Laura Schellhardt’s slice of American Gothic mines the enigmatic Midwest by weaving spooky rural tall tales in her supernatural-themed play The K of D: An Urban Legend (Illusion Theater, through October 22). This eerie coming-of-age tale features a tour-de-force performance by Renata Friedman who brings the entire town of St. Marys, Ohio to life in this solo show that is based on the author’s small town life in Ohio.
This regional premiere puts on full display the immensely talented, versatile, and noted Seattle stage actress who has starred in previous incarnations of The K of D, and demonstrates Ms. Friedman’s dexterous ability to morph into 16 different characters—male and female, young and old, gentle and abrasive—with an emotional richness. Ms. Friedman uses her lithe frame and facial expressions to capture the citizens of St. Marys, a rural small town in Western Ohio near Indiana. The program takes care to mention that this is a real place.
St. Marys is described as the sort of place “you might pass on your way some place else.” The road map Ms. Schellhardt etches of St. Marys evokes a Dairy Queen, drive-thru liquor marts, and a “main street where the stores got display cases full of flies.” Her tale focuses on a group of awkward teenage boys and girls caught in this small town purgatory who bide their summers hanging out on a broke-down pier by a lake gossiping and trading urban legends and on the several shady adults that populate this town that might have been easily ripped from inside the pages of a William Faulkner novel.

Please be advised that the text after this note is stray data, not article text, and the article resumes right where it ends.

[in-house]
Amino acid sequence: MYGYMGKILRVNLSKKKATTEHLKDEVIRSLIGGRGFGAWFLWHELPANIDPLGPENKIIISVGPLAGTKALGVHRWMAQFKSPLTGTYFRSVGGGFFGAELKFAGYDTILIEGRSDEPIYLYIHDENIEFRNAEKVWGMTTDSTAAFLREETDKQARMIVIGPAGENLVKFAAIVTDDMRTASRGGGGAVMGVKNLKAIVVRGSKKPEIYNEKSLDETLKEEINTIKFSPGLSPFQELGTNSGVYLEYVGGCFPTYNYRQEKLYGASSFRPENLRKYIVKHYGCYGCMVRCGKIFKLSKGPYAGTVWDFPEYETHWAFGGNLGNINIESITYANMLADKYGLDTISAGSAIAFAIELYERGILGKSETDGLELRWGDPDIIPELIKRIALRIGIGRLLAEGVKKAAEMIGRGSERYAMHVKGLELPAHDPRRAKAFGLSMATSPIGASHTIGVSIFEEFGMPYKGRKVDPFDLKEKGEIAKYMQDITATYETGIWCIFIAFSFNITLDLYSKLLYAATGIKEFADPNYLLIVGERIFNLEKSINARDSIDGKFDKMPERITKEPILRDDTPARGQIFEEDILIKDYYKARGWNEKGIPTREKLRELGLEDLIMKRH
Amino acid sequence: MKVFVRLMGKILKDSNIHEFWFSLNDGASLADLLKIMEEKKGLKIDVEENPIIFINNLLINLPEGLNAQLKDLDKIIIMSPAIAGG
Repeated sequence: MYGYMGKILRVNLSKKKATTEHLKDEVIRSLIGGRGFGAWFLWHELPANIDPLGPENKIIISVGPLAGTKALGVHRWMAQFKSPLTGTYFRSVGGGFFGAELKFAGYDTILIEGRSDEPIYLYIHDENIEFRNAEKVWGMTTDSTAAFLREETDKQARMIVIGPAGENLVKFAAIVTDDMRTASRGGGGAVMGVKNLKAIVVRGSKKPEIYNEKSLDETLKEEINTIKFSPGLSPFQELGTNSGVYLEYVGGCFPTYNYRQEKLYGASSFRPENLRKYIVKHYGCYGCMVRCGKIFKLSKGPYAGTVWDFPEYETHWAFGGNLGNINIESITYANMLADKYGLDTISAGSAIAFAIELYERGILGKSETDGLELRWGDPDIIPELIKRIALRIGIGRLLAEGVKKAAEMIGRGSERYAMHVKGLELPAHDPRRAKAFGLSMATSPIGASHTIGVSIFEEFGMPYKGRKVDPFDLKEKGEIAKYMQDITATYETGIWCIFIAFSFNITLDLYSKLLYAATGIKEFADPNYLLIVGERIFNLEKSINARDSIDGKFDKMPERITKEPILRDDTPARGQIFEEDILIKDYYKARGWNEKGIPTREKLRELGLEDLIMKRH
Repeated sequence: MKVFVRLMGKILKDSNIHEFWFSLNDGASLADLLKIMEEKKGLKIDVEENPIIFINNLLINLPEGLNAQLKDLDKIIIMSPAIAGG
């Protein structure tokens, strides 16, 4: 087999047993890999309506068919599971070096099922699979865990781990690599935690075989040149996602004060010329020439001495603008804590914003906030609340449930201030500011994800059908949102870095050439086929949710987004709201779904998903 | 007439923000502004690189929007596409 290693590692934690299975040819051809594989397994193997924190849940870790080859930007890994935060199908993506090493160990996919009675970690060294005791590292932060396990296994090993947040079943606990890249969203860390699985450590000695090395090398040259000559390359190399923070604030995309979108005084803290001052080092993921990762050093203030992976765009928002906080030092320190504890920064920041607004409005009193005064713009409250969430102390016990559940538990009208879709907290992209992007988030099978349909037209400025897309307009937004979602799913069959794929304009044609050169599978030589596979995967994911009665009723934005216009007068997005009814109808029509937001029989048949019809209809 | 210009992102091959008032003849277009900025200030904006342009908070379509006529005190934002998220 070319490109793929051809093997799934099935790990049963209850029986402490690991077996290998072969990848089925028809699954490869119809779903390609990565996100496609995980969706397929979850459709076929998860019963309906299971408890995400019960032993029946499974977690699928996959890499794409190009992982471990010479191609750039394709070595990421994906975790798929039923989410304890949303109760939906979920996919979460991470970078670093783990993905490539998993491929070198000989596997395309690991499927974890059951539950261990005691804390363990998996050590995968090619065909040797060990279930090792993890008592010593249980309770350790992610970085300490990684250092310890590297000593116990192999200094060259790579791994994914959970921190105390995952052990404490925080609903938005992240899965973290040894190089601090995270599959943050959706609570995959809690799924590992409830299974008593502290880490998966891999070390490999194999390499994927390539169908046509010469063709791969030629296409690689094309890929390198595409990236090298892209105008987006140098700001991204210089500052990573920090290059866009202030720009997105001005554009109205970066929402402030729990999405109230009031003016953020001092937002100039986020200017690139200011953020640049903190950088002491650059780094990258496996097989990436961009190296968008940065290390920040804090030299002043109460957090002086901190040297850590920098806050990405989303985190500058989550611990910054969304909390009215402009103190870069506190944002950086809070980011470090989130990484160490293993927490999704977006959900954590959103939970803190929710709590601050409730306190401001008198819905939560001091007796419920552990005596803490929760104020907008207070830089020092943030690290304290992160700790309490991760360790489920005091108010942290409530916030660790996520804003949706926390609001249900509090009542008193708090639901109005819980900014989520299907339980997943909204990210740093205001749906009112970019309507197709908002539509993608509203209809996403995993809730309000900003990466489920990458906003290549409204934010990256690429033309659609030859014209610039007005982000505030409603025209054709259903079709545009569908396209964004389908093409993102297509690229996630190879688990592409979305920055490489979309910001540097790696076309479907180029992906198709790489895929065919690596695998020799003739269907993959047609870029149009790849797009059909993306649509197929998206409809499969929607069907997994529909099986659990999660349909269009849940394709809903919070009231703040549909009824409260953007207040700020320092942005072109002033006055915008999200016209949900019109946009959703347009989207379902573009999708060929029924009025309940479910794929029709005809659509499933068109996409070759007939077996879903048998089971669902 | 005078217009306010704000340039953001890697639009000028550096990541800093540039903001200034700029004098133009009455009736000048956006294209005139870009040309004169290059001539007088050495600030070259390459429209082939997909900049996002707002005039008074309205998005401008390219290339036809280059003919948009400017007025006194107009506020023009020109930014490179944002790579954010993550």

Our main narrator, is a local unidentified girl, who is enamored with these broadly drawn teens (a whiny airhead, a loudmouth, a worldly early bloomer, etc.), and the apathetic adults in the community — primarily the McGraws, distant parents of twins Charlotte (dubbed Skinny Charlotte McGraw) and their son Jamie, Jack Whistler, their affable neighbor, and his errant son Johnny, the neighborhood bully who unintentionally runs over and kills the McGraws’ son while he was on his skateboard and is unremorseful about it. Jamie imparts a dying kiss on his sister’s mouth that witnessed the accident and is rendered mute after the incident.
The unsolved mystery that’s wafting through this town: Was Skinny Charlotte McGraw endowed with supernatural powers by her dying sibling’s kiss? If so, will she use these powers for good or evil?
Ms. Schellhardt’s tale of modern folklore seems to run short on sufficient suspense and pacing, and instead the script seems to emphasize poetic language and ambience. In a genre that relies heavily on elements of anticipation, dread, and uncertainty, The K of D falls short of its payoff.
What does not fall short is the beautifully realized production by director Braden Abraham and his terrific design team that make this play run like an efficient machine. Matt Starritt creates a lush soundscape that characterizes St. Marys: the wind stirring through the tall grass, the song of the crickets, and the beating of heron wings are just a few takeaways from his aural landscape. The single set design by Mr. Abraham and L.B. Morse, and the stellar lighting by Robert Aguilar conjure the summer evenings of this sleepy town. Bolstered by Mr. Abraham’s production and Ms. Friedman’s performance they make The K of D’s peek at spooked small-town culture worth the visit during this Halloween season.
This play runs 90 minutes with one intermission.